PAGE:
An editorial, originally published on Sunday, February 28, 1999
Not too long ago it was fashionable for world-weary realists to argue that a little bribery might serve the cause of economic efficiency. No more
The cataclysms that have racked Indonesia, Thailand, South Korea, and Russia taught an expensive lesson: Corruption, far from being part of the solution for underdevelopment in Third World and postcommunist countries, is a root cause of the problem. Suharto in Indonesia and Mobutu in Zaire ran their enormous countries as family fiefdoms, popularizing kleptocracy as a category of political science.
The violent chaos in Indonesia and the renamed Congo demonstrate how high the price can be for endemic corruption. It is an acid that corrodes currencies, markets, and investments; a subversive force that can topple the most entrenched regimes; an accomplice to organized crime, narcotics trafficking, and the proliferation of weapons of mass destruction.
These are some of the threats to international peace and prosperity that will be the focus of a symposium on ''Global Crime, Corruption, and Accountability'' at Tufts University from March 4 through March 7. Held under the auspices of the EPPIIC [sic] program at Tufts - Education for Public Inquiry and International Citizenship - the symposium will bring together some extraordinary men and women who have risked their lives and careers in the fight for accountable government and transparent financial systems.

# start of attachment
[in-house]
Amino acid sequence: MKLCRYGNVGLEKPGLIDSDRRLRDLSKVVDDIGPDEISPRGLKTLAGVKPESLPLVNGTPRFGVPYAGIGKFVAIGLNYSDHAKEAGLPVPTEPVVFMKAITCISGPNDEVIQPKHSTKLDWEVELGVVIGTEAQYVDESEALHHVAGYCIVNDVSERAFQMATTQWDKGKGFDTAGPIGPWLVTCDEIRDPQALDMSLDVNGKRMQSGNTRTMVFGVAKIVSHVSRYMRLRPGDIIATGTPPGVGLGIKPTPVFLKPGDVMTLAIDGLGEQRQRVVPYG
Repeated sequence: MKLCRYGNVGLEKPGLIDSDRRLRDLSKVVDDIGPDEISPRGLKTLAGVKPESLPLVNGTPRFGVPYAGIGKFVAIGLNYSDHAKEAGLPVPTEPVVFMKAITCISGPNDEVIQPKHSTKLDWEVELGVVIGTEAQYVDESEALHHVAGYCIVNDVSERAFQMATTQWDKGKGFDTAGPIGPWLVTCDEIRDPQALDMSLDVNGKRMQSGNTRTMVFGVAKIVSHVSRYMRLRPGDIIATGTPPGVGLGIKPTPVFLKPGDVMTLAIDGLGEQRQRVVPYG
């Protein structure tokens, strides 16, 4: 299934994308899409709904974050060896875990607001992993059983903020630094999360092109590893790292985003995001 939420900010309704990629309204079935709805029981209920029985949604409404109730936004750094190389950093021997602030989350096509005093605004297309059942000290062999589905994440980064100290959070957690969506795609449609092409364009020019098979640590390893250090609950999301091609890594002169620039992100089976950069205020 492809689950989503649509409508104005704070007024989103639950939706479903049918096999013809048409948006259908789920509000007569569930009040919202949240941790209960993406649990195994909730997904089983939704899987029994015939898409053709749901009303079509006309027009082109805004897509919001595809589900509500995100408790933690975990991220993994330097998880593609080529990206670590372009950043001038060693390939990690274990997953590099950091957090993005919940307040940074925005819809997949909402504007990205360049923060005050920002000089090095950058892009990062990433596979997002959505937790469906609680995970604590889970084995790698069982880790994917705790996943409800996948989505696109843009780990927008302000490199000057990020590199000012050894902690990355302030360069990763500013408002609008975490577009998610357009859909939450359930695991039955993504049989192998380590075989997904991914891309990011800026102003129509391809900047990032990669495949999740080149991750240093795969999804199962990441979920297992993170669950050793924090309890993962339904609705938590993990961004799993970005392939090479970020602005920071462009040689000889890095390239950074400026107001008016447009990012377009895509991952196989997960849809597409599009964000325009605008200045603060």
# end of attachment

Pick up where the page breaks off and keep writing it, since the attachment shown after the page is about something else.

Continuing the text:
Among the participants will be Wole Soyinka, a winner of the Nobel Prize for Literature and an intrepid opponent of Nigeria's corrupt military dictatorship; the fearless and lucid Chinese dissident Wei Jingsheng; Luis Moreno Ocampo, president of Transparency International for Latin America and the Caribbean and a former prosecutor of the Argentine junta. This is a symposium that promises to bring history makers together with students to seek answers for the knottiest problems bedeviling the contemporary world. The event illustrates the possibilities for moral and intellectual relevance at a university.